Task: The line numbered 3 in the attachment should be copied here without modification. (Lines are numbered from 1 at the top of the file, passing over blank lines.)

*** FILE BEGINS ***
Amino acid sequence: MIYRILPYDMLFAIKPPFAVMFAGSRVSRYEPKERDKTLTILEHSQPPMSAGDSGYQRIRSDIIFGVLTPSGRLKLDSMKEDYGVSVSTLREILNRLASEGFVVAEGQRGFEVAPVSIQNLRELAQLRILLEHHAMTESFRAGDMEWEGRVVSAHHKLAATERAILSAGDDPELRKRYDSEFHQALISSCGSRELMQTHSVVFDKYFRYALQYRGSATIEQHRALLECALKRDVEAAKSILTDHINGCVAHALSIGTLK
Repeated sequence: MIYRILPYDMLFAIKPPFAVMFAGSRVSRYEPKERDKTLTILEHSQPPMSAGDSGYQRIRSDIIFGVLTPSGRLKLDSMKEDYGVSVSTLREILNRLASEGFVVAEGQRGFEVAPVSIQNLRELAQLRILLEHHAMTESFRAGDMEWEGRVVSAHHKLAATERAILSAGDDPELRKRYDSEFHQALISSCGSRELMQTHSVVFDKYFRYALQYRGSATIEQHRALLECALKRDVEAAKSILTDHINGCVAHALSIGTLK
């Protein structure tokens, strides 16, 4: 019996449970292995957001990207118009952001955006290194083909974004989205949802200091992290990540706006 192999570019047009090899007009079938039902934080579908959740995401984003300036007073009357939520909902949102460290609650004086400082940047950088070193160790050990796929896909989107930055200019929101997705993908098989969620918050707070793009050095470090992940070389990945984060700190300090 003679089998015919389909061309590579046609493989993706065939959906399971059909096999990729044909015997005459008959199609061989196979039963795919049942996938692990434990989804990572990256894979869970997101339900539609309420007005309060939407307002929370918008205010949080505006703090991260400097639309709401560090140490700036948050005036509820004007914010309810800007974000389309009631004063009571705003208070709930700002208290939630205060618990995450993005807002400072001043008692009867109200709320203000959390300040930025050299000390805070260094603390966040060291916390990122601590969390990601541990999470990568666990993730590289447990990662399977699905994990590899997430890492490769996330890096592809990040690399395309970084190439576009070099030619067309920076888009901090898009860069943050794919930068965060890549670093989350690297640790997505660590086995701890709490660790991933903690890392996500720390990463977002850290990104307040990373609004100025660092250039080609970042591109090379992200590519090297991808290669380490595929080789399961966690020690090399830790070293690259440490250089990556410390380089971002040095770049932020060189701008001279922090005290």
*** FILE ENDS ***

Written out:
């Protein structure tokens, strides 16, 4: 019996449970292995957001990207118009952001955006290194083909974004989205949802200091992290990540706006 192999570019047009090899007009079938039902934080579908959740995401984003300036007073009357939520909902949102460290609650004086400082940047950088070193160790050990796929896909989107930055200019929101997705993908098989969620918050707070793009050095470090992940070389990945984060700190300090 003679089998015919389909061309590579046609493989993706065939959906399971059909096999990729044909015997005459008959199609061989196979039963795919049942996938692990434990989804990572990256894979869970997101339900539609309420007005309060939407307002929370918008205010949080505006703090991260400097639309709401560090140490700036948050005036509820004007914010309810800007974000389309009631004063009571705003208070709930700002208290939630205060618990995450993005807002400072001043008692009867109200709320203000959390300040930025050299000390805070260094603390966040060291916390990122601590969390990601541990999470990568666990993730590289447990990662399977699905994990590899997430890492490769996330890096592809990040690399395309970084190439576009070099030619067309920076888009901090898009860069943050794919930068965060890549670093989350690297640790997505660590086995701890709490660790991933903690890392996500720390990463977002850290990104307040990373609004100025660092250039080609970042591109090379992200590519090297991808290669380490595929080789399961966690020690090399830790070293690259440490250089990556410390380089971002040095770049932020060189701008001279922090005290």